Presiding over the Induction Ceremony will be Halsey C. HERRESHOFF, President of the America's Cup Hall of Fame. 'These three individuals fit the greatest traditions of America's Cup racing and thus should be in the America's Cup Hall of Fame,' said HERRESHOFF.
From 1974 until 2000, JEWETT played a pivotal shoreside role in making the United States' America's Cup teams competitive. Besides chairing five defense and challenge syndicates, JEWETT was a key participant in four Stars & Stripes campaigns, from 1987 until 1995. His final Cup role in 2000 was as chairman of the America One Challenge syndicate on behalf of the St. Francis Yacht Club.
In all, JEWETT helped three different clubs mount America's Cup campaigns. Under the New York Yacht Club burgee he began as co-chair for Intrepid in 1974, and subsequently as chair of the Enterprise, Freedom, and Liberty syndicates. The Stars & Stripes campaigns were under the San Diego Yacht Club burgee, and finally, America One represented the St. Francis Yacht Club.
JEWETT is an avid sailor and member of the St. Francis Yacht Club, New York Yacht Club, San Diego Yacht Club, Pacific-Union Club, Bohemian Club, Villa Taverna, and Spouting Rock Beach Association in Newport, R.I.
For his remarkable contribution to the America's Cup initiatives, JEWETT is elected to the America's Cup Hall of Fame. In response to his nomination JEWETT stated, 'The 1974 Intrepid campaign to defend the Cup against Australia was very exciting for my family and myself. While the competition was intense, we gained many friends as well as a strong desire to win the next Cup series. We enjoyed the camaraderie and being associated with the best yacht designers, boat builders, sail makers and sailors in the world, many of whom are in the America's Cup Hall of Fame. I am honored to be included in this group of people who helped to shape the America's Cup competition as it is today.'
PAYNE, a brilliant naval architect designed Gretel and Gretel II, two of Australia's first America's Cup challengers. When Australians decided to venture into the America's Cup, there were few Australian naval architects capable of designing 12 Meters: no boat of this type had ever been designed and built in that country. PAYNE had studied naval architecture at Sydney Technical College and the University of New South Wales, and in 1945 was the only Australian naval architect to devote all of his business to yacht building, both sail and power. His 55-foot Solo won the Sydney Hobart race in 1955.
PAYNE, having created fast lines for numerous racing craft, was the logical person to elevate Australia to competitive Cup status. He set to work on a four-year project in which he analyzed the lines of Vim, America's best trial horse brought over by Sir Frank Packer. Payne proceeded to test a total of 30 models toward developing Gretel's design. In the 1962 America's Cup, Gretel gave Weatherly a run for her money. Gretel was hugely admired for her superiority in fast downwind sailing. This quality won a race for Australia and nearly a second race in a tight series in which Bus MOSBACHER and Weatherly defended the Cup for the New York Yacht Club.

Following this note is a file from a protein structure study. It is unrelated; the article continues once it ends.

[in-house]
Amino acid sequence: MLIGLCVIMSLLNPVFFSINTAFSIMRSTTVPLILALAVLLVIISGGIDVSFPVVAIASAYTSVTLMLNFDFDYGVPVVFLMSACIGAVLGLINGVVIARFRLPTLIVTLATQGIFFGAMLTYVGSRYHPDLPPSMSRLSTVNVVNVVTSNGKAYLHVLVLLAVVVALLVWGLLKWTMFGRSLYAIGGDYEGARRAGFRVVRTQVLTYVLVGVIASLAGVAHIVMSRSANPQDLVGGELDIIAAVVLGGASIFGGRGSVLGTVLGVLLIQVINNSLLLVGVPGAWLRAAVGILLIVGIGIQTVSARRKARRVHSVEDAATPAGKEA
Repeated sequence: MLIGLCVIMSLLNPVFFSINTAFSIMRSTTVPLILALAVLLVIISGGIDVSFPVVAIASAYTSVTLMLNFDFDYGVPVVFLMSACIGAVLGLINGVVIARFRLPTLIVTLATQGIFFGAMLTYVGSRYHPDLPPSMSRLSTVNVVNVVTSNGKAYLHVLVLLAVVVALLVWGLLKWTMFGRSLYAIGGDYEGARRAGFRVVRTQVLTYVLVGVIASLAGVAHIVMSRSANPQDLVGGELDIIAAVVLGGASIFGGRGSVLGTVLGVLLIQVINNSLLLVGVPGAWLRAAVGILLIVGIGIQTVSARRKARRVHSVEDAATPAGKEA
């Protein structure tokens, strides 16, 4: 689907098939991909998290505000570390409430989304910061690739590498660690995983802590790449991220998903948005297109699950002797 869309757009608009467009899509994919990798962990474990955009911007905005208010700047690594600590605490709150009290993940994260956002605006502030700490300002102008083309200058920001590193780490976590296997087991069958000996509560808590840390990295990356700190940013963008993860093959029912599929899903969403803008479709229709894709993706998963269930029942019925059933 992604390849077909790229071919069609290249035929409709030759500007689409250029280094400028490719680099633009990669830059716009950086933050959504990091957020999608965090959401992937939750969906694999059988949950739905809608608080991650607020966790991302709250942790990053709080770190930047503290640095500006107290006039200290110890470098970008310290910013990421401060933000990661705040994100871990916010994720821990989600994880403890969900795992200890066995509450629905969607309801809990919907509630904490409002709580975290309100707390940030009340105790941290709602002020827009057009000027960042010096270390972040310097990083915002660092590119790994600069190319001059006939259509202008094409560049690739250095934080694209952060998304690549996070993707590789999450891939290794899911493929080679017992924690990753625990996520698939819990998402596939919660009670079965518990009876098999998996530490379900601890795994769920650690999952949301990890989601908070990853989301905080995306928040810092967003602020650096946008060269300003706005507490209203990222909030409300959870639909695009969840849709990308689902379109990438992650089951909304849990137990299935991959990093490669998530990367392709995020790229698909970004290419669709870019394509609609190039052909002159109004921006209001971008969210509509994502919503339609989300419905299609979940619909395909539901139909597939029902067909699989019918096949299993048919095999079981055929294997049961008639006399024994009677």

In 1970, PAYNE designed Gretel II for Packer and skipper James HARDY. The new design proved to be an even more dangerous challenger. Racing against Intrepid, which had won the Cup three years earlier, Gretel II was in contention in the first race until a crewmember fell overboard. The Australian boat won the second race on the water, but lost it in the protest room. After Intrepid won the third race, Gretel II took the fourth before losing the series in the fifth. PAYNE maintained his involvement with the Cup after 1970, designing the 1983 challenger Advance and consulting for a defense syndicate in 1987. For his tremendous dedication to America's Cup designs Alan PAYNE is selected for membership in the America's Cup Hall of Fame.
SUTPHEN began his America's Cup career in 1958 as a sailmaker with Ratsey & Lapthorn on City Island, New York. He was with the Weatherly campaign that year. In 1974, SUTPHEN was with the Courageous Campaign as was Dennis CONNER. SUTPHEN had made a name for himself racing against East Coast legends Cornelius SHIELDS and Arthur KNAPP out of Larchmont Yacht Club. When CONNER brought together his own Freedom Syndicate for the 1980 Cup, he needed someone to skipper his trial horse in a two year campaign and felt SUTPHEN had great credentials.
Thus began a pattern of many successive campaigns including the great Freedom triumph of 1980, the U.S. defeat in 1983, and the monumental comeback in 1986-87 in Australia. It was out of Hawaii and Fremantle that year that SUTPHEN sailed daily with the backup crew on the trial horse to Stars & Stripes as CONNER worked toward regaining the Cup. SUTPHEN's crew was labeled 'The Mushrooms,' because it was kept in the dark and could be pulled out and 'canned' at any moment. 'There was a great spirit on that boat,' SUTPHEN recalled. 'I think we made Dennis and Stars & Stripes better.' This support continued through several subsequent campaigns. He has been with nine America's Cup campaigns from 1958 through 2000, seven with Team Dennis CONNER.
SUTPHEN sails and races to this day. He is the perennial champion of the San Diego Pacific Coast Class. Also, at least once a week, he can be seen on San Diego Bay in his 85-year-old Herreshoff 12½ footer Loafer. For his dedication and notable accomplishments for America's Cup competitions Jack SUTPHEN is selected to the America's Cup Hall of Fame.